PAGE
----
You might be thinking, math and literature? Together? But, when you think about it, if math really holds the fundamental building blocks to, well, most everything in daily life, teaching math and literature together isn’t so crazy.
As educational spaces continue to evolve, it’s crucial to nurture areas where students need support. And an overarching belief is that one of these major areas is math.
Frequently, when it comes to math, students face difficulties understanding such abstract concepts. As a result, teachers may need to come up with alternative options to implement when teaching math—which may be more effective than traditional methods. One such approach is including literature within a math course.
And yes—it can be very effective!
Why is math difficult for students?
So exactly why is math so difficult? While students face difficulties in other subjects, let’s be honest—more often than not, it’s math that leaves students in tears.
Research has noted that mathematics may be inherently difficult due to its cumulative nature. That is, with math, you’re constantly piling new concepts and information on top of old material, and and using all of it together.
If students don’t have firm understandings of knowledge they’re expected to already have, they may have difficulties learning new concepts and progressing.
Another reason why students have difficulties with math is that they hold high expectations about its difficulty. In addition, students often have low personal values attached to the subject. The result is that they will be more likely to avoid math.
Basically, when students expect math to be extremely difficult, they usually won’t have a high personal stake in the topic. In turn, they are less likely to perform well. This is a reciprocal relationship, where students’ attitudes directly affect their performance and achievements (and in many cases, vice versa).
Marzano’s Dimensions of Learning Model posits that students must hold good attitudes around learning before true learning occurs. So once a student has a good attitude toward learning math, absorbing concepts will be more manageable.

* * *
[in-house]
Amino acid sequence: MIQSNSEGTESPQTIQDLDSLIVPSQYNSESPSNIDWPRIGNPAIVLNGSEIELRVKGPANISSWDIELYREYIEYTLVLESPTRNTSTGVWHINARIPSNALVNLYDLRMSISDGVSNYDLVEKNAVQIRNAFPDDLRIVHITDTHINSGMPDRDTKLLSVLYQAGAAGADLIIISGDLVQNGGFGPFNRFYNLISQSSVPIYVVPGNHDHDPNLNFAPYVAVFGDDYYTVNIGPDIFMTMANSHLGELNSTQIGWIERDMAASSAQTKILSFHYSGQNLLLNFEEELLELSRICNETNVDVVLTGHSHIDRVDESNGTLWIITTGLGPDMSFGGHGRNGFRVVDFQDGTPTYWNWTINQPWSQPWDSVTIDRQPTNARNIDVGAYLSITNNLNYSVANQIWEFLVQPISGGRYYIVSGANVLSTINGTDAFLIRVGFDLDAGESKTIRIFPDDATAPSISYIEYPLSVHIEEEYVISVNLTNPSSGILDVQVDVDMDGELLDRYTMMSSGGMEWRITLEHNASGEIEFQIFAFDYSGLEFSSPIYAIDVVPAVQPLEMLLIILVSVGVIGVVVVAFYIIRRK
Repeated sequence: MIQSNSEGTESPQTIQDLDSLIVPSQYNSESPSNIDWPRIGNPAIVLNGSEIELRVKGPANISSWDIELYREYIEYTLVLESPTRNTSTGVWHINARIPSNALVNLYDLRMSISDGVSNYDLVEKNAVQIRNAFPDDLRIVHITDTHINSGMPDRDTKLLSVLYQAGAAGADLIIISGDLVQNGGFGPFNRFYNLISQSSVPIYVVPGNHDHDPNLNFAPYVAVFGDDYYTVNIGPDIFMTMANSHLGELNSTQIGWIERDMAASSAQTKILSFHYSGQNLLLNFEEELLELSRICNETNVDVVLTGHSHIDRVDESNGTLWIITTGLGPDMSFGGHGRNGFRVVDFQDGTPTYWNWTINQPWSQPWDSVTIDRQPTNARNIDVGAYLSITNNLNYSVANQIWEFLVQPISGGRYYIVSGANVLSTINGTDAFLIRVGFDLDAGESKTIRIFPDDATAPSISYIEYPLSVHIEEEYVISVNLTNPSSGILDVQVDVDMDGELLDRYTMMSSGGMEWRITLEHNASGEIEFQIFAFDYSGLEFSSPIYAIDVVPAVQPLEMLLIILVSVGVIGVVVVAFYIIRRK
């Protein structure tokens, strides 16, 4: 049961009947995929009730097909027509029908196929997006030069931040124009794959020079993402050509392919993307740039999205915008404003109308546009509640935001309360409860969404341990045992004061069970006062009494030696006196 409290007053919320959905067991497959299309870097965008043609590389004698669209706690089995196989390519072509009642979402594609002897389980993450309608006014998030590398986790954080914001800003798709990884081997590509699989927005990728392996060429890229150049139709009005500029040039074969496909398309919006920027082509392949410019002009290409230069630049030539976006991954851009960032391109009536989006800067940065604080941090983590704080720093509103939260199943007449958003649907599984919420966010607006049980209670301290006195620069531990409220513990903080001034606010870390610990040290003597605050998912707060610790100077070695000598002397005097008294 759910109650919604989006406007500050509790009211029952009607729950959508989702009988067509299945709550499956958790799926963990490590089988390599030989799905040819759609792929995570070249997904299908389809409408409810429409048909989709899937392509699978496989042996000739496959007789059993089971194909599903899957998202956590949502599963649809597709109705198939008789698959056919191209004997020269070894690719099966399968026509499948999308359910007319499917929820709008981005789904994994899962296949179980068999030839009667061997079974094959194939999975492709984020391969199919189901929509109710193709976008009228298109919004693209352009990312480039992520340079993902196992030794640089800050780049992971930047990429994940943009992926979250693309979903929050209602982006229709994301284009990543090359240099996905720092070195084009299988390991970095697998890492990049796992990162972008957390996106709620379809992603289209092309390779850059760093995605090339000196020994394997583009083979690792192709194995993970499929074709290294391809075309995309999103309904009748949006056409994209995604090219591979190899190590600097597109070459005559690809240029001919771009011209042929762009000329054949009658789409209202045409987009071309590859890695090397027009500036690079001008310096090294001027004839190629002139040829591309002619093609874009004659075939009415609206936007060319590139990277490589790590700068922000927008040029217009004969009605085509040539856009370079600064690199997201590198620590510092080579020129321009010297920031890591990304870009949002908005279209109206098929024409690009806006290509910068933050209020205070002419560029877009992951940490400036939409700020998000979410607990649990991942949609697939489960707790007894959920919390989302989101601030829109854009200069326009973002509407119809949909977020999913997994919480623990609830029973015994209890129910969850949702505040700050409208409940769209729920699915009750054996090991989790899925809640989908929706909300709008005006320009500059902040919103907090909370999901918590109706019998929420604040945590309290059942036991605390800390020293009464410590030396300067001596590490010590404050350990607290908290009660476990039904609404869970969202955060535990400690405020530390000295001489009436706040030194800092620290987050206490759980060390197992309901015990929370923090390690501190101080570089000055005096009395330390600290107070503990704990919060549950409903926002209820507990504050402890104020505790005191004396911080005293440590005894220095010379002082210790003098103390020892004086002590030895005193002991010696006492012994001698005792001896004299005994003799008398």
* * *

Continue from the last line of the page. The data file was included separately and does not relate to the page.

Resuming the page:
And once they understand the concepts, they’ll more likely have higher confidence in their ability.
Another issue: math anxiety
Math anxiety takes it to a whole new level, and is more than just struggling with math. Math anxiety refers to the feelings of fear and hopelessness around mathematical tasks and concepts. And the result?
Math anxiety is largely associated with poor mathematical knowledge and low grades. On top of this, students who experience it often lack confidence to do well in math and have negative attitudes toward the subject. Accordingly, having low confidence may exacerbate the negative attitudes, and vice versa.
A solution: alternative teaching strategies
Teachers and educators continue to recognize that teaching is not one-size-fits-all—there are always alternative teaching methods we can implement when one or another doesn’t work.
Given the frequency at which students face challenges, this is particularly applicable to mathematics.
The theory of multiple intelligences
Psychologist Howard Gardner introduced the Theory of Multiple Intelligences, which proposes that intelligence doesn’t exist in a single capacity. That is, there are multiple intelligences people hold—musical, rhythmic, visual, spatial, verbal, linguistic, logical, mathematical, interpersonal, intrapersonal, naturalistic, etc.
When educators craft lessons through this lens of thinking, they can more effectively yield engagement and retention since they’ll be teaching in a more inclusive manner.
In a few words, this means that educators should teach math using integrated approaches, which translates to lessons reflecting integrated intelligences. And one way to do this is by combining mathematics with literature.
An integrated curriculum: math & literature
Implementing an integrated curriculum allows educators to expand their main focus—instead of strictly focusing on memorizing certain equation structures and formulas, teachers can include picture books, which likely will be a more effective method for some students.
Using an integrated curriculum, teachers can provide students with more relevant contexts from which they can grasp math concepts. For students who are more prone to engaging with literature, they will be both more engaged and motivated to participate.
In fact, research has shown that connecting children’s literature with math can help students explain their reasoning, boost their enjoyment, and motivate their persistence around difficult tasks.